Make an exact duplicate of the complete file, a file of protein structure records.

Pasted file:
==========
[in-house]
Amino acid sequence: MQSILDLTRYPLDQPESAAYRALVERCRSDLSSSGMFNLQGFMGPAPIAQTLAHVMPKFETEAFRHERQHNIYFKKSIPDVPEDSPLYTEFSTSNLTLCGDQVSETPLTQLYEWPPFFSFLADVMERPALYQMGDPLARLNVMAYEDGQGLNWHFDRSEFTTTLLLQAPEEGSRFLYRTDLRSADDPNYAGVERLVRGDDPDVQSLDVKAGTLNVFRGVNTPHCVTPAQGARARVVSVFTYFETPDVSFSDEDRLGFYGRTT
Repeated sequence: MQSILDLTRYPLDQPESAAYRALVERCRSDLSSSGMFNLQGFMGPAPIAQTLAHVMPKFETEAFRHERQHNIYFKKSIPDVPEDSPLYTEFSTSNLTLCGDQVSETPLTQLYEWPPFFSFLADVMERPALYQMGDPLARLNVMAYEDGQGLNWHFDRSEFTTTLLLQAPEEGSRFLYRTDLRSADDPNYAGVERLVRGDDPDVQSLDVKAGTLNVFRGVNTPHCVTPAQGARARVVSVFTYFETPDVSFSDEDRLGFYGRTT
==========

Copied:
[in-house]
Amino acid sequence: MQSILDLTRYPLDQPESAAYRALVERCRSDLSSSGMFNLQGFMGPAPIAQTLAHVMPKFETEAFRHERQHNIYFKKSIPDVPEDSPLYTEFSTSNLTLCGDQVSETPLTQLYEWPPFFSFLADVMERPALYQMGDPLARLNVMAYEDGQGLNWHFDRSEFTTTLLLQAPEEGSRFLYRTDLRSADDPNYAGVERLVRGDDPDVQSLDVKAGTLNVFRGVNTPHCVTPAQGARARVVSVFTYFETPDVSFSDEDRLGFYGRTT
Repeated sequence: MQSILDLTRYPLDQPESAAYRALVERCRSDLSSSGMFNLQGFMGPAPIAQTLAHVMPKFETEAFRHERQHNIYFKKSIPDVPEDSPLYTEFSTSNLTLCGDQVSETPLTQLYEWPPFFSFLADVMERPALYQMGDPLARLNVMAYEDGQGLNWHFDRSEFTTTLLLQAPEEGSRFLYRTDLRSADDPNYAGVERLVRGDDPDVQSLDVKAGTLNVFRGVNTPHCVTPAQGARARVVSVFTYFETPDVSFSDEDRLGFYGRTT